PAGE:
NVIDIA may drop $40 billion Arm acquisition amid global concern

Nearly two years after Nvidia announced its acquisition of Cambridge-based chip designer Arm from SoftBank Group Corp., the $40 billion buyout — now valued at more than $75 billion — appears to be falling apart.

Nvidia reportedly backed out of acquiring Arm, citing its expectation that the deal would fall through, according to Bloomberg. If Nvidia pulls out of the acquisition, it will be forced to repay the $2 billion fee paid to SoftBank and Arm. SoftBank’s efforts to prepare an Arm initial public offering (IPO) support claims that Nvidia is looking for the way out, Bloomberg reports.

News of Nvidia’s potential withdrawal comes after months of scrutiny by various governments, including the US and UK. ). The investigation follows the US Federal Trade Commission’s (FTC) lawsuit to block the $40 billion semiconductor deal. China could also challenge the deal if it were to be made in other countries, according to Bloomberg.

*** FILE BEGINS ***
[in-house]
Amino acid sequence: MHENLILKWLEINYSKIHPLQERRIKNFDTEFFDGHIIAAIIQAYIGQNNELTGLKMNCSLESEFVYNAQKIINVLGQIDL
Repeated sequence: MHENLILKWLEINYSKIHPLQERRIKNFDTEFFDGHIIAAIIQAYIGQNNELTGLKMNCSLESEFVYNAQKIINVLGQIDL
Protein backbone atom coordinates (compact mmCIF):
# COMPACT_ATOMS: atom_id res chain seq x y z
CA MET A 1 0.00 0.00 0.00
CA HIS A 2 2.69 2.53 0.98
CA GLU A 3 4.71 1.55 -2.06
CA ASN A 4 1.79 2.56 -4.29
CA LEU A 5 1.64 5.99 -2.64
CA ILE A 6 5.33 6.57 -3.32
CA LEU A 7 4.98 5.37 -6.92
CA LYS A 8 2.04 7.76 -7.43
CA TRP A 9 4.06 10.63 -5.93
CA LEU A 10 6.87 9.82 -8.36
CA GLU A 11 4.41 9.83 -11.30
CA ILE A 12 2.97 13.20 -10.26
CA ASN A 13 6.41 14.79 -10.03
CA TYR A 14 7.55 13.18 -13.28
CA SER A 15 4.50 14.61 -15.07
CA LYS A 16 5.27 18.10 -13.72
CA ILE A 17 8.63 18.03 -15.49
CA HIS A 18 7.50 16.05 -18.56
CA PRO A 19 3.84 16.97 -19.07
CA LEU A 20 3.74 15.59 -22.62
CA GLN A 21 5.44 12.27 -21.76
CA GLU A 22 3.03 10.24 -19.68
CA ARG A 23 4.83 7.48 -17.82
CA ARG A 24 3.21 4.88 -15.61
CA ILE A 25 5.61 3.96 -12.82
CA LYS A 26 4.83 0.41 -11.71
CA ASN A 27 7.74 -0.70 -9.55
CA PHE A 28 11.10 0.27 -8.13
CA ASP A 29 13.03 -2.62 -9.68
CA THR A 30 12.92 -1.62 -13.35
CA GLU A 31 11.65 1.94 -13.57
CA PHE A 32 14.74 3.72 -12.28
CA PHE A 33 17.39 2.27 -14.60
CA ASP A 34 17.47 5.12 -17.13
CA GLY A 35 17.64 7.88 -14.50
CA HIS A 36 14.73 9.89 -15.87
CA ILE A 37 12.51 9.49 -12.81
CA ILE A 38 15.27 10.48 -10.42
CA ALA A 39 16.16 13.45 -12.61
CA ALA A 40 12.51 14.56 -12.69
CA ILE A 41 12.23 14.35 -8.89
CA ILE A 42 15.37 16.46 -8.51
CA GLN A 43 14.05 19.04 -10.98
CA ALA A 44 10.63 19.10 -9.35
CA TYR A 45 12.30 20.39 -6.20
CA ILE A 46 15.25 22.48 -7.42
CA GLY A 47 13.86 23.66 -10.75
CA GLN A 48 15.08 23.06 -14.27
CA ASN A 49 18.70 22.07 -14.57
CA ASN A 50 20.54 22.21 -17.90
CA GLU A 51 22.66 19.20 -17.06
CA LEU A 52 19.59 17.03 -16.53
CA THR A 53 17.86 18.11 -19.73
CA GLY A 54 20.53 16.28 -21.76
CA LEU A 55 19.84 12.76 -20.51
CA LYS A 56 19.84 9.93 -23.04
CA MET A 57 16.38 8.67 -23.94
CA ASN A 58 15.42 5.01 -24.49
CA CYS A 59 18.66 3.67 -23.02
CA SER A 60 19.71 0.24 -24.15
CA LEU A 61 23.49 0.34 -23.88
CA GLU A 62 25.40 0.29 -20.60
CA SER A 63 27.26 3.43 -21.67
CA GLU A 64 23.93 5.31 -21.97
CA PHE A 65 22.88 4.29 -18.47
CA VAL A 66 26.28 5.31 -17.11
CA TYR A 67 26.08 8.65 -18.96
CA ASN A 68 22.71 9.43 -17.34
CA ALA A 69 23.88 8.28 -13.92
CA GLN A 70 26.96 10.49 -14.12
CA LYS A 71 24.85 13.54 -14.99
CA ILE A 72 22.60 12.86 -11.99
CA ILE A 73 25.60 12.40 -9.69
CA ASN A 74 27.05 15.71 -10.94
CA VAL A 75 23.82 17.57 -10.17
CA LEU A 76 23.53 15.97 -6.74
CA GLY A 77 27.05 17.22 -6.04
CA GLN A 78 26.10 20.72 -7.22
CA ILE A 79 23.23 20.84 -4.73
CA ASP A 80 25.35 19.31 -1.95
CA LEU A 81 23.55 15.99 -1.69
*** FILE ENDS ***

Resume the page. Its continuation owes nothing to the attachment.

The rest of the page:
Arm and Nvidia recently made their case to the CMA in a detailed and in-depth document in which the companies claimed the acquisition would enhance console competition. Given these efforts to convince the UK of the legitimacy of the agreement, the statements of Nvidia and SoftBank are not a surprise since nothing is set in stone.

“We continue to support the views expressed in detail in our latest regulatory filings that this transaction provides an opportunity to accelerate Arm and drive competition and innovation,” said Nvidia spokesperson, Bob Sherbin.

SoftBank also appears publicly optimistic in its brief statement.

“We remain hopeful the transaction will be approved,” a SoftBank representative said in response to Bloomberg.

The agreement between Nvidia and SoftBank is no longer valid after September 13, 2022. If the talks offer enough progress, the option to extend the agreement is there. However, the agreement must be approved by the European Union, the United States and the United Kingdom. Even after gaining approval from these entities, Arm and Nvidia will also have to take on China, which seems like a long shot given US efforts to lock China out of TSMC chips. .

Teresa H. Sadler